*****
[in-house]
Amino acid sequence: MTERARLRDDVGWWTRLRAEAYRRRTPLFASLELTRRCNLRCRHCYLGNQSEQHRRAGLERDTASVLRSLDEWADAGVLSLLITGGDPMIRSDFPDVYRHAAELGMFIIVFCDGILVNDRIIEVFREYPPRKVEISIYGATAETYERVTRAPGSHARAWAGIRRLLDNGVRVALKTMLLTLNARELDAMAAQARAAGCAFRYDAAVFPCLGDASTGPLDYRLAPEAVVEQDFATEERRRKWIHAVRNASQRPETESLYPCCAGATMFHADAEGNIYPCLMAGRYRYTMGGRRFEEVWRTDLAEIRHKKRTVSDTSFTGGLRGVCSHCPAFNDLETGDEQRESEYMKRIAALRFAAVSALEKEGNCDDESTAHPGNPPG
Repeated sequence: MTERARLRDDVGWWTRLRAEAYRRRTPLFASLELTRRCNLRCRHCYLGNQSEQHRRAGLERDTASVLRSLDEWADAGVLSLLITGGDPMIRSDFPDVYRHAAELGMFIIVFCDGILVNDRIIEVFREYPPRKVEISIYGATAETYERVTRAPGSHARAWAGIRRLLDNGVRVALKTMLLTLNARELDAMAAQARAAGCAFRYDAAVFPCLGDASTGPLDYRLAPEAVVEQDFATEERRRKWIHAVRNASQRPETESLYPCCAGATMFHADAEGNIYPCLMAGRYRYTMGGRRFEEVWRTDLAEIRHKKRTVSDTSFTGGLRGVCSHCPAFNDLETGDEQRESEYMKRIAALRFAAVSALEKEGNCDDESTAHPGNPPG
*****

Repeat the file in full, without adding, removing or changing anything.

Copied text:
[in-house]
Amino acid sequence: MTERARLRDDVGWWTRLRAEAYRRRTPLFASLELTRRCNLRCRHCYLGNQSEQHRRAGLERDTASVLRSLDEWADAGVLSLLITGGDPMIRSDFPDVYRHAAELGMFIIVFCDGILVNDRIIEVFREYPPRKVEISIYGATAETYERVTRAPGSHARAWAGIRRLLDNGVRVALKTMLLTLNARELDAMAAQARAAGCAFRYDAAVFPCLGDASTGPLDYRLAPEAVVEQDFATEERRRKWIHAVRNASQRPETESLYPCCAGATMFHADAEGNIYPCLMAGRYRYTMGGRRFEEVWRTDLAEIRHKKRTVSDTSFTGGLRGVCSHCPAFNDLETGDEQRESEYMKRIAALRFAAVSALEKEGNCDDESTAHPGNPPG
Repeated sequence: MTERARLRDDVGWWTRLRAEAYRRRTPLFASLELTRRCNLRCRHCYLGNQSEQHRRAGLERDTASVLRSLDEWADAGVLSLLITGGDPMIRSDFPDVYRHAAELGMFIIVFCDGILVNDRIIEVFREYPPRKVEISIYGATAETYERVTRAPGSHARAWAGIRRLLDNGVRVALKTMLLTLNARELDAMAAQARAAGCAFRYDAAVFPCLGDASTGPLDYRLAPEAVVEQDFATEERRRKWIHAVRNASQRPETESLYPCCAGATMFHADAEGNIYPCLMAGRYRYTMGGRRFEEVWRTDLAEIRHKKRTVSDTSFTGGLRGVCSHCPAFNDLETGDEQRESEYMKRIAALRFAAVSALEKEGNCDDESTAHPGNPPG